SwimmersBest Drill of the Month: One-Arm Backstroke

By Shawn Klosterman
May 31st, 2018

SwimSwam thanks SwimmersBest for sponsoring “Drill of the Month.” This is a SwimSwam recurring feature that brings drills and idea submissions from various creative and innovative coaches all over the world.

Sidni Meister is one of the most natural backstroke specialists we have ever had the pleasure to work with at Berzerker Swimming. At an early season practice one day, we noticed that our two best backstrokers, Sidni being one of them, could not properly perform a drill we called “up-down-up.” As coaches, we had to step back and re-evaluate the purpose and effectiveness of the drill because ideally we want our team to take on the attributes of our top backstroke swimmers, rather than the other way around.

After taking some video, we noticed two things that separated these two swimmers from the rest. First, these two swimmers had a much more effective catch due to their arm position relative to their body rotation. Second, that arm and body position made an immediate catch and pull easy to perform seamlessly and without hesitations.

We immediately dropped the “up-down-up” drill from our toolbox, and decided to seek exactly which drills might help the rest of our team learn to bring their backstroke to this level. What we discovered was that those very two backstrokers who struggled with the “up-down-up” drill, were also leaps and bounds ahead of their teammates in the performance of proper “one-arm backstroke.” Those who don’t have the timing, catch and continuous, immediate pulling pattern struggled to swim a steady one-arm back, and would often look bouncy, snaking around much more than their teammates who were more effective.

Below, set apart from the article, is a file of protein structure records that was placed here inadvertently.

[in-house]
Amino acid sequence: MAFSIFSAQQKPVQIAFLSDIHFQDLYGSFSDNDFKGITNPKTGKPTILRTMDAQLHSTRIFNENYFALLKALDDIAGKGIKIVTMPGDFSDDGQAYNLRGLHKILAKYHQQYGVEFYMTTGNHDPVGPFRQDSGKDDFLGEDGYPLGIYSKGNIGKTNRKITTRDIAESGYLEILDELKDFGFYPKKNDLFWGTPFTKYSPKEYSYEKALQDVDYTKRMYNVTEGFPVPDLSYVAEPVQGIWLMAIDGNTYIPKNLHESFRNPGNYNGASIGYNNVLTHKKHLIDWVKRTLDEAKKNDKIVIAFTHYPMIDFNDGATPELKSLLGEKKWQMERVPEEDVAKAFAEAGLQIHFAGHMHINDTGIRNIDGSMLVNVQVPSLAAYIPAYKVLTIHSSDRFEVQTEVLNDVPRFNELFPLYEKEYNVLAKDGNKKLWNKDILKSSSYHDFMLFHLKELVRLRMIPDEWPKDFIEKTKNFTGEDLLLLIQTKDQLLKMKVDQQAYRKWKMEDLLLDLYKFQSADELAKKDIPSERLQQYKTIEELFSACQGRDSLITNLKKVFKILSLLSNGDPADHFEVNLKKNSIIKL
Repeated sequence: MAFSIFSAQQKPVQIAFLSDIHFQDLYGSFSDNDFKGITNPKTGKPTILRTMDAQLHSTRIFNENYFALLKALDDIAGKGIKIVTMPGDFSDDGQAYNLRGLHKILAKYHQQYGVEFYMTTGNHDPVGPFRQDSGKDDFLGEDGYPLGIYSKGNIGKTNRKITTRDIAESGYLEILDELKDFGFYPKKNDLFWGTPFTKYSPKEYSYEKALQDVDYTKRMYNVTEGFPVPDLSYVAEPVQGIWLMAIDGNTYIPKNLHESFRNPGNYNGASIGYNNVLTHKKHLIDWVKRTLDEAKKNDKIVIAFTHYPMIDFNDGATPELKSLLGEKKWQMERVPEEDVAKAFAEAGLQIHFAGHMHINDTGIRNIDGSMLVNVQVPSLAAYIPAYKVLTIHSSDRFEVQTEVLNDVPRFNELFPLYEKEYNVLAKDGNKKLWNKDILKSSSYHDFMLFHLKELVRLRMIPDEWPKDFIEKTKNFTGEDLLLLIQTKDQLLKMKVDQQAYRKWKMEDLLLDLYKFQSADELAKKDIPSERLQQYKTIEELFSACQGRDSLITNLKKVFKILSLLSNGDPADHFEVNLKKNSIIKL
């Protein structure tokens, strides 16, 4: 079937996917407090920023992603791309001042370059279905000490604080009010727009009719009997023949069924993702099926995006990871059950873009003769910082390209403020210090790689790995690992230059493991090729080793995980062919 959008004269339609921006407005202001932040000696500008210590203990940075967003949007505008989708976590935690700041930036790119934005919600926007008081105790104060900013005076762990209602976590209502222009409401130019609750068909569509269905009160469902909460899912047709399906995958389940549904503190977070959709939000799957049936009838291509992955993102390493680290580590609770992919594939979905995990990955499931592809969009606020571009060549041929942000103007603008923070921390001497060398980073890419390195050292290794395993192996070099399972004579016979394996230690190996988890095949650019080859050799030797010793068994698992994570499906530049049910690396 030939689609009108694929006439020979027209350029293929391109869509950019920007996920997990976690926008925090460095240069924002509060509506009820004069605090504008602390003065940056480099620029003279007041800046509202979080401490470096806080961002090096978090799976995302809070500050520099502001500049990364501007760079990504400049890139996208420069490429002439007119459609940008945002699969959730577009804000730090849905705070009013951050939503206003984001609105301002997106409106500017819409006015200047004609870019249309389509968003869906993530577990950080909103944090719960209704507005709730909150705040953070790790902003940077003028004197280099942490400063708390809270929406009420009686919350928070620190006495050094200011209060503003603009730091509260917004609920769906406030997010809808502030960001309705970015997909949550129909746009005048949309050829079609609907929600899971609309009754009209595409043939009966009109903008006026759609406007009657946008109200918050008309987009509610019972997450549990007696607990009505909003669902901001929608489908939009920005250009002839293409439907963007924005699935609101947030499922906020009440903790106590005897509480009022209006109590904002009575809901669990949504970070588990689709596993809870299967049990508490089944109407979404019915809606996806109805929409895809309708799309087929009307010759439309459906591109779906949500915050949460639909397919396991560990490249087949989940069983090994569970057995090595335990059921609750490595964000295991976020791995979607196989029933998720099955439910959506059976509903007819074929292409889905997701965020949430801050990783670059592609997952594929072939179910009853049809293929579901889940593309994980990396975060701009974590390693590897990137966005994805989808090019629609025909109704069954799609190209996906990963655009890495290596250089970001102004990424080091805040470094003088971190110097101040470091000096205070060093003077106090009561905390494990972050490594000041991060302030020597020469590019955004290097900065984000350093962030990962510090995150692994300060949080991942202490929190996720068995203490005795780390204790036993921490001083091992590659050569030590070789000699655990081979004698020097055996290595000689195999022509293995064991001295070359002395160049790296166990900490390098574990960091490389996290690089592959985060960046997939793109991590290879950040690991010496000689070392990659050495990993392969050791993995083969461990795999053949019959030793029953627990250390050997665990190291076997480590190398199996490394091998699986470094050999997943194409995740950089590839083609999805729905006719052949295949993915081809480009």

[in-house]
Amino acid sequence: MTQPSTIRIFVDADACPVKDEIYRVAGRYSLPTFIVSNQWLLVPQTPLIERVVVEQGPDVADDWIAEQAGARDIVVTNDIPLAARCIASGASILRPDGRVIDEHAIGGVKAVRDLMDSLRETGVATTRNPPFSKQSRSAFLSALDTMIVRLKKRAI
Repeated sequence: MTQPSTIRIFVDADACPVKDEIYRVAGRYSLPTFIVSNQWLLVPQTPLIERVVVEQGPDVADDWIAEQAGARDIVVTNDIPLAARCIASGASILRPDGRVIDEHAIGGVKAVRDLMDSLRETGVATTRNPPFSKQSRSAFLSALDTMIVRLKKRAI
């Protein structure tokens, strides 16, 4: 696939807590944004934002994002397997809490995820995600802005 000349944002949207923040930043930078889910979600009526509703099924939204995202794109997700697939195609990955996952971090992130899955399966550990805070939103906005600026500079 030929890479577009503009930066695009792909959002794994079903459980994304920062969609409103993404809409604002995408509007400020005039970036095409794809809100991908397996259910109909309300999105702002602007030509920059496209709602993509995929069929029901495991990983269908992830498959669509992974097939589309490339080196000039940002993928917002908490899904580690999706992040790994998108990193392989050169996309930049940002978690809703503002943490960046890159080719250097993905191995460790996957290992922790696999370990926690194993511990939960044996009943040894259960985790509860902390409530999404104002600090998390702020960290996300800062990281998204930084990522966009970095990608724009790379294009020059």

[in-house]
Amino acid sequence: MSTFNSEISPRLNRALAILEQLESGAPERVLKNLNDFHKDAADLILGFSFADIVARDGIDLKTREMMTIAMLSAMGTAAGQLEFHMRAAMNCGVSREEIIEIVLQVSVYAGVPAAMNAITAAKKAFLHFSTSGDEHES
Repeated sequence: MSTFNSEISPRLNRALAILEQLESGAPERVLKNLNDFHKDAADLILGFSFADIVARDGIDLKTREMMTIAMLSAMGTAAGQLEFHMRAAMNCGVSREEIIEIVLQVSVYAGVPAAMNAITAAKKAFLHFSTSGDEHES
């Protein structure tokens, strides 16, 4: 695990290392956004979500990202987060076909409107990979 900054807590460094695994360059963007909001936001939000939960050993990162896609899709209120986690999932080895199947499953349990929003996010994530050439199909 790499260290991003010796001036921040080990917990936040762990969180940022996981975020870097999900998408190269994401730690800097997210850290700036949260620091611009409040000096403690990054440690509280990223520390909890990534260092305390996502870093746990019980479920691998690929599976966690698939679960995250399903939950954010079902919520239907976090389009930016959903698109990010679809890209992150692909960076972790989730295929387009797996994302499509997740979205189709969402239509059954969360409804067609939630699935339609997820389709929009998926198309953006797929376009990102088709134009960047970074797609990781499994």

What we look for in the performance of one-arm backstroke drill:

  • “canoe-back” position, meaning that the low back is rounded, rather than arched so that the thighs are at the surface, rather than the hips.
  • steady, continuous and small flutter kick with a small, white splash, with no splitting of the rhythm and no heels going deep.
  • body rotation that is “allowed” to accommodate the arm rotation, rather than “forced” and trying to lead the arm rotation
  • arms “opposite” due to an immediate catch. No “catch-up” backstroke with pauses at the stroke hand entry or finish
  • catch position close to the body, elbow toward the floor for a large vertical paddle, and the majority of propulsion from a “push” motion, parallel to the body line

Sidni Meister is a 12 year-old Sectional Qualifier and Arkansas LSC Record Holder from Parsons, Kansas. Berzerker Swimming, founded in 2000 by current C.O.O and Head Coach, The Screaming Viking, is based out of Webb City High School in the far South West corner of Missouri. The team is named for the highest of the Viking warriors, who were reputed to have fought with such fervor in battle that “neither fire nor iron could harm them.”